The concept behind Garfield minus Garfield is pretty straightforward: erase the tubby orange cat from the comic strip that bears his name, but leave behind the props and other characters. The result is brilliant, fascinating, and poignant. On his site dedicated to “G-G,” Dan Walsh explains the edited comics are “a journey deep into the mind of an isolated young everyman as he fights a losing battle against loneliness and depression in a quiet American suburb.” If you have a taste for schadenfreude (and who doesn’t?), these comics can be super funny.
How does it work? Removing Garfield fundamentally changes the nature and message of each strip. It creates new space for the reader to explore, and introduces a wider variety of tones than the original comic ever displayed. For example, one G-G comic starts with a panel in which Garfield’s owner Jon says “These are troubled times.” For the remaining two panels, Jon sits and holds his coffee cup, without further comment, as if inviting the reader to join him in his thoughtful anxiety. (read more…)
Another 3-minute design lesson from “The Simplicity Cycle”
Imagine Sherlock without Watson, chocolate without peanut butter, or an accelerator without a brake. In each case, we would have something good but incomplete. Sherlock may be brilliant at solving crimes but he lacks a humanizing bedside manner, which Watson provides. Chocolate is delicious on its own, but the sweet notes are improved and elevated by the addition of a slightly salty peanut butter. And the gas pedal is terrific at making the car go, but at some point we’ll want to slow down or perhaps even stop. Thus, the brake pedal. In each case, adding something (a partner, a complementary flavor, an opposing mechanism) improves the overall experience. The story gets more interesting, the dessert more delicious, the vehicle more drivable.
As designers, coders, or engineers, adding to a design is one of the first creative steps we take. In fact, when we face a blank sheet of paper or an empty screen, adding is the only move available to use. (read more…)
The 21st century is characterized by one dominant trait — self-determination. Gone are the days of mass production, economies of scale and standardization typical for last century. We, as a people, have a deep sense that it is our privilege to “make” ourselves.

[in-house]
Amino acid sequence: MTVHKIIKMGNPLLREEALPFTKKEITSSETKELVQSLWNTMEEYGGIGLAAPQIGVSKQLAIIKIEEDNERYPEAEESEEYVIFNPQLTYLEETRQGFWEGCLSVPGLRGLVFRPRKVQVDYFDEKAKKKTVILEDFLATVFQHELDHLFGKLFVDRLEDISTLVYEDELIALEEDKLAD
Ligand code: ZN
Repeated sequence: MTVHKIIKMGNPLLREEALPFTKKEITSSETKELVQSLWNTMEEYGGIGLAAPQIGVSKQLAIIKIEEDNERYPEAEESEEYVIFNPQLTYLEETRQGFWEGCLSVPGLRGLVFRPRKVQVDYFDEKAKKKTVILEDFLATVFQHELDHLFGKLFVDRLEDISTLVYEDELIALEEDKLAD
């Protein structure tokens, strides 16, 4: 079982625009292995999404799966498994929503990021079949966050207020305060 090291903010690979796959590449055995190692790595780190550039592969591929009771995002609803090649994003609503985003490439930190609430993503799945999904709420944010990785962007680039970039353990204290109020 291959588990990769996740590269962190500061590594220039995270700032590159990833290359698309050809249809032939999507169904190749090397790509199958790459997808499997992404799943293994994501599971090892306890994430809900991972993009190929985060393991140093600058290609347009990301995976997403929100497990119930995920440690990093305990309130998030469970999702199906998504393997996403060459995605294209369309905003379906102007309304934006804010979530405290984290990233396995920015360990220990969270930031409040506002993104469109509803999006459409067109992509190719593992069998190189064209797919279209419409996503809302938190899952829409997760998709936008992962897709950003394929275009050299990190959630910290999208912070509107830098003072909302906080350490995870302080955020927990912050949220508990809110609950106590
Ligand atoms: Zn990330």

Many times in my career, I tried to “make” myself only to be shunned. In 2000, for example, I jumped from Salomon Smith Barney to Merrill Lynch with the goal of dreaming a new dream. I wanted to challenge myself and grow but when I approached my managers about a new opportunity, they told me to stay put. So I switched firms.
By 2005, having been Institutional Investor-ranked for eight years straight, I again felt ready for a new learning curve. When I approached management, I heard the same script: “We like you just where you are.” This time, I took my dreams and walked out of the industry.
Much of the corporate world is not open to allowing us to work toward our dreams. (read more…)
One of the hardest times to find a taxi in busy downtown metropolitan areas, at least in the pre-Uber era, is when it’s raining. Studies conducted in London, New York City and elsewhere have shown that the meaningful uptick in rider demand during inclement weather is not matched by taxi availability. Soggy would-be riders are often forced to stand in the rain for a protracted period before being picked up, assuming that they get a ride at all.
The obvious question is why? Why wouldn’t cabbies be out in droves on days like this, looking to grab as many customers as they can and pad their income? A number of theories have been advanced to answer this question. One is simple supply and demand. A fleet of taxis cannot exist in an on-demand economy. It has to be built to meet the standard demand in order to be fiscally viable. When demand reaches unusually high levels, there is no place to draw available drivers from. (read more…)